Horse Sport Enews SIGN UP More from News:MARS Bromont CCI Announces Requirements For US-Based RidersThe first set of requirements to allow American athletes and support teams to enter Canada for the June 2-6 competition have been released.Canadian Eventer Jessica Phoenix Reaches the 100 CCI4*-S MarkPhoenix achieved the milestone while riding Pavarotti at the inaugural 2021 CCI4*-S at the Land Rover Kentucky Three-Day Event.Tribunal Satisfied That Kocher Made Prolonged Use of Electric SpursAs well as horse abuse, the US rider is found to have brought the sport into disrepute and committed criminal acts under Swiss law.Washington International Horse Show Returns to TryonTIEC will again provide the venue for the WIHS Oct. 26-31 with a full schedule of hunter, jumper and equitation classes. Subscribe to the Horse Sport newsletter and get an exclusive bonus digital edition! Email* We’ll send you our regular newsletter and include you in our monthly giveaways. PLUS, you’ll receive our exclusive Rider Fitness digital edition with 15 exercises for more effective riding. Top seller D’Amour went for 260,000 euros. (Feldhaus photo)Exciting bidding duels until the very last second comprised the 94th Oldenburg Online Elite Auction in Vechta, Germany. The four-year-old dressage prospect D‘Amour (D’Egalité – Ampère – De Niro), bred by Klaus Kotschofsky, Visbek, and exhibited by Gut Feichten Sportpferde Management GbR of Bad Tölz, was the top seller, fetching 260,000 euros. Her dam, Beauty Girl, is the sister of Intermediaire II winner Ratzeputz under Ursula Wagner. The Hamburg buyer tried out the mare in Vechta and fell in love with the beautiful prima ballerina.The second most expensive dressage horse at 125,000 euros was the eight-year-old Toscana (Tomahawk – Welt Hit II – Ordensglanz/T.), bred by Anne Weser of Stavern, and exhibited by Pferdezucht FE René Eberz of Montabaur. The beautiful mare is a daughter of Oldenburg star sire Tomahawk and sister of the successful advanced-level Fifty Cent (ridden by Helena Bicker) and Lorenzio (Juan Manuel Vidal Testal, ESP). In the future Toscana will reside in Great Britain.For 108,000 euros, the stallion Dovizioso by Dancier – Sunny-Boy – Rubinstein I, bred by Thaden & Tienken-Thaden of Butjadingen and exhibited by Gestüt Vorwerk of Cappeln, sold to a dressage stable in Belgium. Doviziosos brother Dan Roy is successful in Prix St. Georges under Heiner Schiergen. Granddam Romantik TS is sister of the sire Dream of Glory.A mare also topped the price list in the jumper division. The top seller was the four-year-old OS Champion mare Only You (Ogano – Balou du Rouet – Lord Liberty), bred by Katja Schwierking of Barver and exhibited by Arndt Schwierking. Her dam, Sunshine’s Botox, produced the 1.40 m and higher successful El Balou OLD (ridden by Lillie Keenan, USA), Cirby (Romain Duguet, SUI), Channing Tatum (Katharina Offel) and Cornet’s Baloufee (Piergiorgio Bucci, ITA). The lovely mare moved to a renowned jumping stable in Mexico for 88,000 euros.Second most expensive jumper was the grey mare Galla Hillock (Cornettino Ask – Contender – Capitol I), bred and exhibited by Stutteri Hillock of Denmark. The OS high flyer changed hands for 83,500 euros to a buyer in Hungary. Galla Hillock’s sister Cavallina was an auction price highlight two years ago in Vechta. Dam Unica VII is the sister of the successful 1.40 m athletes Cosmo de Bonnevieux (Karin Haber, SUI), Crispien (Georgia Tame, GBR), Continuum (Teddy Thellier, FR), and Corinessa (Eva-Maria Müller).Biasini (Bordeaux – Fürst Romancier – Kondor xx) was sold to an undisclosed Canadian buyer for 30,000 euros.Fifteen of the 31 auction candidates were knocked down by customers from all over the world. Customers from Belgium (3), Great Britain (2), Switzerland (2), Ireland (1), Italy (1), Canada (1), Mexico (1), Portugal (1), Spain (1), Hungary (1), and the United States (1) will be taking home talented Oldenburgs to ride. The four-year old chestnut mare Biasini (Bordeaux – Fürst Romancier – Kondor xx) was sold to an undisclosed Canadian buyer for 30,000 euros.Watch a video of Biasini here: The total sales of the first part of the Online Elite Auction reached 1,508,500 euros; the average price of the horses was more than 48,500 euros.On Sunday, April 11, the licensing candidates of the 10th Oldenburg Saddle Licensing that are up for sale will be published with photos, videos and information in the auction section of the Oldenburg home page www.oldenburger-pferde.com. The saddle licensing will take place on Monday, April 19. The Online Auction starts on April 19 and ends on Wednesday, April 21.~ with files from Tobias Hemken Tags: Dressage, Biasini, jumping, auction, Vechta, Oldenburg,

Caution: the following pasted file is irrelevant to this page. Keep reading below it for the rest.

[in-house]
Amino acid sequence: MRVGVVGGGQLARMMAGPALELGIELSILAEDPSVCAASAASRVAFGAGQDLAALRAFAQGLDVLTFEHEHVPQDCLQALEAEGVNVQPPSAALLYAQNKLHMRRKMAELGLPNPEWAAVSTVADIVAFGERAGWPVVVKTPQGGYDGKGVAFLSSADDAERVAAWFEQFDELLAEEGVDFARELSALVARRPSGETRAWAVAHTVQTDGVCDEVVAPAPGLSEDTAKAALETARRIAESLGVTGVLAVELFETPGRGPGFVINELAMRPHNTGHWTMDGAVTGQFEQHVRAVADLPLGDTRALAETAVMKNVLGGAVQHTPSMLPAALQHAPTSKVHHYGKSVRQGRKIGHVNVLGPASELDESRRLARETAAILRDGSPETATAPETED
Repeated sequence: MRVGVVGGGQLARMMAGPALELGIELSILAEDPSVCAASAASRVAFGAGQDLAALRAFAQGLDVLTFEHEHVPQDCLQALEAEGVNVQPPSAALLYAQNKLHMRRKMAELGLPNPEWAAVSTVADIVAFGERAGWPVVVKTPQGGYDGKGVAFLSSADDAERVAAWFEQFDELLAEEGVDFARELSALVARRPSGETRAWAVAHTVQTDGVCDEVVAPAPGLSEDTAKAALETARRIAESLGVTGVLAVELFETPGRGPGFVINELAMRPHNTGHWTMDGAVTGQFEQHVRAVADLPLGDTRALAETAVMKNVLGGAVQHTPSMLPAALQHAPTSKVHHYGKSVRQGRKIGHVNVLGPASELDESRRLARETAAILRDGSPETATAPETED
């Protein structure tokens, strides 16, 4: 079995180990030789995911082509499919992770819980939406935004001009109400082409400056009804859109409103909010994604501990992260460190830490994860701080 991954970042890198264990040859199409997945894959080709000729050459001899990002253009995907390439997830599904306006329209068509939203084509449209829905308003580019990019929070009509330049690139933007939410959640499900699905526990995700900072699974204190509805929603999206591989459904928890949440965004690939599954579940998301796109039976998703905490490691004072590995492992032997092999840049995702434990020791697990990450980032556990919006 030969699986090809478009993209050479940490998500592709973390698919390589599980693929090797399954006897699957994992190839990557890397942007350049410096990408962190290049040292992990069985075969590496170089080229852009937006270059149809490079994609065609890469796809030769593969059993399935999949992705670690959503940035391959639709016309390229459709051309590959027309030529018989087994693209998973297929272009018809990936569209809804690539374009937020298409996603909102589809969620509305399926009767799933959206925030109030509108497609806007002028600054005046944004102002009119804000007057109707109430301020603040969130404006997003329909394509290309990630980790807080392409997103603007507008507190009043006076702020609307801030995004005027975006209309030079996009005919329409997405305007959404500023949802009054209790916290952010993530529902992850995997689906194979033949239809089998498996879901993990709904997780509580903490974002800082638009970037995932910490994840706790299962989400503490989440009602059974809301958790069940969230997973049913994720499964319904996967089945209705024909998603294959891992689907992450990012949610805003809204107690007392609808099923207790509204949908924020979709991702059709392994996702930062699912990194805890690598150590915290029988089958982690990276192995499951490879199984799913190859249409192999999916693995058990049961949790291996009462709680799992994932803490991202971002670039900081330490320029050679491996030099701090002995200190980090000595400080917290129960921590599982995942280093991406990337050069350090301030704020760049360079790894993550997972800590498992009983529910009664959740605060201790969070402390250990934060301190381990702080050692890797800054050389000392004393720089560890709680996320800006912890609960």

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Joseph Mariathasan explores the impact of – and possible solution to – the growing dengue epidemicSummer is approaching, and as thoughts for many turn to what preparations may be required for holidays in the sun, travellers to tropical regions may be looking at stocking up on malaria tablets. These can, in some cases, have rather nasty side effects, but those travelling to Sri Lanka, for example, may not need to bother, as it may become the first-ever tropical country to eliminate malaria officially (if no one is reported with it by October this year).However, whilst malaria may be absent in Sri Lanka, and anti-malaria tablets can, if required, be taken for travel elsewhere, there is another mosquito-borne disease – dengue – that travellers need to be aware of. It causes a severe flu-like illness and can sometimes lead to a potentially lethal complication called dengue haemorrhagic fever. The WHO finds that Central and South America, South-East Asia and the Western Pacific are the most seriously affected regions in the world. What that means is that some 2.5bn people – two-fifths of the world’s population – are now at risk of acquiring dengue. That includes countries such as Brazil, currently preparing for the 2016 Olympics, and popular tourist destinations such as Thailand, with upwards of 25m visitors a year.Estimates of people getting dengue each year are very unreliable, as the symptoms are easily confused with flu and in many cases may be very mild and, as such, unreported. Why dengue is becoming a serious burden for countries is that, according to WHO, up to 50m infections occur annually, with 500,000 cases of dengue haemorrhagic fever and 22,000 deaths, mainly among children. Prior to 1970, only nine countries had experienced cases of dengue haemorrhagic fever. Since then, the number has increased more than fourfold and continues to rise. Some academics have estimated actual dengue cases are probably closer to 400m a year, and there are approaching 100m that have pronounced symptoms. Others have estimated that dengue is now becoming more dangerous than malaria in terms of economic impact and morbidity. Whilst dengue is becoming a major global health issue, there may also be a solution, or rather, a number of solutions. Vaccines are currently being developed by a number of companies, and clinical trials are well under way. The illness itself is caused by one of four variations (serotypes) of a virus. Catching one serotype gives a person immunity for life to that specific serotype. However, it also appears to raise the chances of complications if there is a subsequent infection by a different serotype, and that can result in dengue haemorrhagic fever, which can be fatal. Therefore, any vaccine has to be effective against all four serotypes to give complete immunity.Given dengue’s economic impact, it is unsurprising there is a race to develop a dengue vaccine. Whoever succeeds will potentially save countless lives and alleviate much misery but also profit from an immense market opportunity. What is encouraging for everyone, including investors, is that there does appear to be a real chance of success within the next year or two. Currently, Sanofi Pasteur, the vaccines division of French pharmaceutical company Sanofi, has received a fair amount of attention because it has announced results for clinical trials of a vaccine that shows an overall efficacy against any symptomatic dengue disease of 60.8% in children and adolescents.Whilst this may not sound like a solution, it reported a 95.5% protection against severe dengue and an 80.3% reduction in the risk of hospitalisation during the study. Sanofi Pasteur itself is so confident of its vaccine that it has built a new vaccine-manufacturing facility in France with the objective of reducing the time necessary to provide access to the vaccine once it is licensed. It became operational in 2014 with a production capacity of 100m doses of the vaccine per year. Sanofi, though, is not the only firm working on vaccines. It is highly likely that, within the next year or two, there will be announcements of breakthroughs by firms such as Japan’s Takeda Pharmaceutical, which is undertaking phase-III clinical trials in Sri Lanka and four other Asian countries. The race for a successful dengue virus is well and truly under way.Joseph Mariathasan is a contributing editor at IPE